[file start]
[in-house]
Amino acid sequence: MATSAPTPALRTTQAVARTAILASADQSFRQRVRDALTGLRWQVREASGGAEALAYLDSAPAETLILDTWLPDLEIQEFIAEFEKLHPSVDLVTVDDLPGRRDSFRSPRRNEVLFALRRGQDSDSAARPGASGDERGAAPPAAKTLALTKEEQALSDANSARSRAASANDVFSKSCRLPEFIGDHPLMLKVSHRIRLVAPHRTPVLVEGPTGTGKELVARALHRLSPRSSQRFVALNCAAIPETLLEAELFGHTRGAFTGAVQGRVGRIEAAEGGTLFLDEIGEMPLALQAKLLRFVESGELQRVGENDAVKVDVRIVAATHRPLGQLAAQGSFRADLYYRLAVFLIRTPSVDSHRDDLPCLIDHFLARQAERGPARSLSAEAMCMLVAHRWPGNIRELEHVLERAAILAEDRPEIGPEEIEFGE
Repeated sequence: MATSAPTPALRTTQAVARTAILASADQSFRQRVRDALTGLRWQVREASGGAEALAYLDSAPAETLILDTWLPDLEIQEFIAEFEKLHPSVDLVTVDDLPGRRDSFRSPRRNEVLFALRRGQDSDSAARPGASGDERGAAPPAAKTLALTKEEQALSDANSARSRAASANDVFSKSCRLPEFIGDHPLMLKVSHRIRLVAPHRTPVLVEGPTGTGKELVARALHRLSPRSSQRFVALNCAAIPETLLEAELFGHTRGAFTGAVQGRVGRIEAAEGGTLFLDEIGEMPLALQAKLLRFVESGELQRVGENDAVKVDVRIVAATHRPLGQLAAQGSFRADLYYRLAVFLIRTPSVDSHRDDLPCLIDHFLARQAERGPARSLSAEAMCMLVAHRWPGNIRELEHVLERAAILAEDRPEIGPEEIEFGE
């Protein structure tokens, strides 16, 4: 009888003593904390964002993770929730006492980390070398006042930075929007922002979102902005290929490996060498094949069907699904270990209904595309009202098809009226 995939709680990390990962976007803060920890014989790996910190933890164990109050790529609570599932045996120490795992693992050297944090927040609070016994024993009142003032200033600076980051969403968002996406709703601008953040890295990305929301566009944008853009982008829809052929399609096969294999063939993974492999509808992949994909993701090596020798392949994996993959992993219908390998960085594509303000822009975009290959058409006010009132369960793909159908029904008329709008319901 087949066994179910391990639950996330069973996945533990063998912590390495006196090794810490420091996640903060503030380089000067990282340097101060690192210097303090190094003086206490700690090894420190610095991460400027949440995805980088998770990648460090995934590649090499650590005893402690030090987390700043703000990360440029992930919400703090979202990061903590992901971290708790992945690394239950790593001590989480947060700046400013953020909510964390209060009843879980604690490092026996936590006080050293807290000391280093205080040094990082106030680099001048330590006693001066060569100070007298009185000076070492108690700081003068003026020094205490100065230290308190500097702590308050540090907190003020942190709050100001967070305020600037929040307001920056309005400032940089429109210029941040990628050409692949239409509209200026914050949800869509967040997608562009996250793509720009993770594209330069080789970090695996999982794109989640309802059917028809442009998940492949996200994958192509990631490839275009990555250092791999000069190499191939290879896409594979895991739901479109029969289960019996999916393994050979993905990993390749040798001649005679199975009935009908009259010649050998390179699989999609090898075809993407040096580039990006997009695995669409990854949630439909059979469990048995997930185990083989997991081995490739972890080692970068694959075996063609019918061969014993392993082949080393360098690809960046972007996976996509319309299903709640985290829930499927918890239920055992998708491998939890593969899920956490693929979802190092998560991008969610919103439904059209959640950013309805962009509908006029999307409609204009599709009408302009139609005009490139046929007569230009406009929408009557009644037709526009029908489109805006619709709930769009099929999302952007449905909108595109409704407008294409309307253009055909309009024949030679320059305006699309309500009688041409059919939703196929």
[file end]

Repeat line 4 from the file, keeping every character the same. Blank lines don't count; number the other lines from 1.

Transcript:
């Protein structure tokens, strides 16, 4: 009888003593904390964002993770929730006492980390070398006042930075929007922002979102902005290929490996060498094949069907699904270990209904595309009202098809009226 995939709680990390990962976007803060920890014989790996910190933890164990109050790529609570599932045996120490795992693992050297944090927040609070016994024993009142003032200033600076980051969403968002996406709703601008953040890295990305929301566009944008853009982008829809052929399609096969294999063939993974492999509808992949994909993701090596020798392949994996993959992993219908390998960085594509303000822009975009290959058409006010009132369960793909159908029904008329709008319901 087949066994179910391990639950996330069973996945533990063998912590390495006196090794810490420091996640903060503030380089000067990282340097101060690192210097303090190094003086206490700690090894420190610095991460400027949440995805980088998770990648460090995934590649090499650590005893402690030090987390700043703000990360440029992930919400703090979202990061903590992901971290708790992945690394239950790593001590989480947060700046400013953020909510964390209060009843879980604690490092026996936590006080050293807290000391280093205080040094990082106030680099001048330590006693001066060569100070007298009185000076070492108690700081003068003026020094205490100065230290308190500097702590308050540090907190003020942190709050100001967070305020600037929040307001920056309005400032940089429109210029941040990628050409692949239409509209200026914050949800869509967040997608562009996250793509720009993770594209330069080789970090695996999982794109989640309802059917028809442009998940492949996200994958192509990631490839275009990555250092791999000069190499191939290879896409594979895991739901479109029969289960019996999916393994050979993905990993390749040798001649005679199975009935009908009259010649050998390179699989999609090898075809993407040096580039990006997009695995669409990854949630439909059979469990048995997930185990083989997991081995490739972890080692970068694959075996063609019918061969014993392993082949080393360098690809960046972007996976996509319309299903709640985290829930499927918890239920055992998708491998939890593969899920956490693929979802190092998560991008969610919103439904059209959640950013309805962009509908006029999307409609204009599709009408302009139609005009490139046929007569230009406009929408009557009644037709526009029908489109805006619709709930769009099929999302952007449905909108595109409704407008294409309307253009055909309009024949030679320059305006699309309500009688041409059919939703196929």